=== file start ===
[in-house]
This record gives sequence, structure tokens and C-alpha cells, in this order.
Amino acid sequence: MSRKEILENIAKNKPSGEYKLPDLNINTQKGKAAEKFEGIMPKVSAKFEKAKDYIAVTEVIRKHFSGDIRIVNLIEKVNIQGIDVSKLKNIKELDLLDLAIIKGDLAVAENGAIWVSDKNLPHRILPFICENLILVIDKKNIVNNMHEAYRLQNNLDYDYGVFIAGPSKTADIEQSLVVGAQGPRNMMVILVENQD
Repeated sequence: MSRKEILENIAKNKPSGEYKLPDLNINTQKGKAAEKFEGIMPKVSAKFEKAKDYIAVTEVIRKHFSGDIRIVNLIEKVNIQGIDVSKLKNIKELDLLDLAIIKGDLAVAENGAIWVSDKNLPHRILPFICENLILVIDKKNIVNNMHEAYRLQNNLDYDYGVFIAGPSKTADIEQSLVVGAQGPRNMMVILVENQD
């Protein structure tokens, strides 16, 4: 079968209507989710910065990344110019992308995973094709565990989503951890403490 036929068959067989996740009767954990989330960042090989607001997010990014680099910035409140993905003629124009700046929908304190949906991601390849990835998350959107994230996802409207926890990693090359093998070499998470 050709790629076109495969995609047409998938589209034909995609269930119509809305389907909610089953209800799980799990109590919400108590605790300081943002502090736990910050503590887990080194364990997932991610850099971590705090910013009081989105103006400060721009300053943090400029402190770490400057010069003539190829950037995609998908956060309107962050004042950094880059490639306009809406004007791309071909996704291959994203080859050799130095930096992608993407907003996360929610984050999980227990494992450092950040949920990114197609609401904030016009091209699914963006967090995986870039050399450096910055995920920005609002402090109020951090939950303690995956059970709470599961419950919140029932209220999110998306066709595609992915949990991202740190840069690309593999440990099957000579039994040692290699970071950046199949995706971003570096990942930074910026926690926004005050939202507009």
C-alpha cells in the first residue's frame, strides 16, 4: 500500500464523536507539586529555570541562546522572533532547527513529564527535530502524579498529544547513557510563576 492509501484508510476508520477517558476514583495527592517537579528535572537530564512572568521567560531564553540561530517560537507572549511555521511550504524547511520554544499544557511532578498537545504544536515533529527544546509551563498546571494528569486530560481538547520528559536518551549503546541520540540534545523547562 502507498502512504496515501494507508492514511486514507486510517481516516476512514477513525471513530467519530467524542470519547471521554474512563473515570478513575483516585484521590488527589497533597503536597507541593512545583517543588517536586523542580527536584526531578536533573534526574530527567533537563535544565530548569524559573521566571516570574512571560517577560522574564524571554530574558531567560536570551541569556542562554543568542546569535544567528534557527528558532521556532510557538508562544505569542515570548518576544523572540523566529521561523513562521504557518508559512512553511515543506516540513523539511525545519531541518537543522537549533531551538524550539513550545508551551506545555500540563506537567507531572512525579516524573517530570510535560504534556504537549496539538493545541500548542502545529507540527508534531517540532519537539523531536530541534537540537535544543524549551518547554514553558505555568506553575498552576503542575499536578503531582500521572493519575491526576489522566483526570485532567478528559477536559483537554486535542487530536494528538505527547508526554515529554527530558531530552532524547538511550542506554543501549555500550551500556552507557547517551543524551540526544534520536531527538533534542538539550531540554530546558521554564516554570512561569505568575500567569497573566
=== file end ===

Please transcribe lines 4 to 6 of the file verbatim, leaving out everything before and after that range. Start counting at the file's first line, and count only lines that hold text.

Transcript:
Repeated sequence: MSRKEILENIAKNKPSGEYKLPDLNINTQKGKAAEKFEGIMPKVSAKFEKAKDYIAVTEVIRKHFSGDIRIVNLIEKVNIQGIDVSKLKNIKELDLLDLAIIKGDLAVAENGAIWVSDKNLPHRILPFICENLILVIDKKNIVNNMHEAYRLQNNLDYDYGVFIAGPSKTADIEQSLVVGAQGPRNMMVILVENQD
């Protein structure tokens, strides 16, 4: 079968209507989710910065990344110019992308995973094709565990989503951890403490 036929068959067989996740009767954990989330960042090989607001997010990014680099910035409140993905003629124009700046929908304190949906991601390849990835998350959107994230996802409207926890990693090359093998070499998470 050709790629076109495969995609047409998938589209034909995609269930119509809305389907909610089953209800799980799990109590919400108590605790300081943002502090736990910050503590887990080194364990997932991610850099971590705090910013009081989105103006400060721009300053943090400029402190770490400057010069003539190829950037995609998908956060309107962050004042950094880059490639306009809406004007791309071909996704291959994203080859050799130095930096992608993407907003996360929610984050999980227990494992450092950040949920990114197609609401904030016009091209699914963006967090995986870039050399450096910055995920920005609002402090109020951090939950303690995956059970709470599961419950919140029932209220999110998306066709595609992915949990991202740190840069690309593999440990099957000579039994040692290699970071950046199949995706971003570096990942930074910026926690926004005050939202507009």
C-alpha cells in the first residue's frame, strides 16, 4: 500500500464523536507539586529555570541562546522572533532547527513529564527535530502524579498529544547513557510563576 492509501484508510476508520477517558476514583495527592517537579528535572537530564512572568521567560531564553540561530517560537507572549511555521511550504524547511520554544499544557511532578498537545504544536515533529527544546509551563498546571494528569486530560481538547520528559536518551549503546541520540540534545523547562 502507498502512504496515501494507508492514511486514507486510517481516516476512514477513525471513530467519530467524542470519547471521554474512563473515570478513575483516585484521590488527589497533597503536597507541593512545583517543588517536586523542580527536584526531578536533573534526574530527567533537563535544565530548569524559573521566571516570574512571560517577560522574564524571554530574558531567560536570551541569556542562554543568542546569535544567528534557527528558532521556532510557538508562544505569542515570548518576544523572540523566529521561523513562521504557518508559512512553511515543506516540513523539511525545519531541518537543522537549533531551538524550539513550545508551551506545555500540563506537567507531572512525579516524573517530570510535560504534556504537549496539538493545541500548542502545529507540527508534531517540532519537539523531536530541534537540537535544543524549551518547554514553558505555568506553575498552576503542575499536578503531582500521572493519575491526576489522566483526570485532567478528559477536559483537554486535542487530536494528538505527547508526554515529554527530558531530552532524547538511550542506554543501549555500550551500556552507557547517551543524551540526544534520536531527538533534542538539550531540554530546558521554564516554570512561569505568575500567569497573566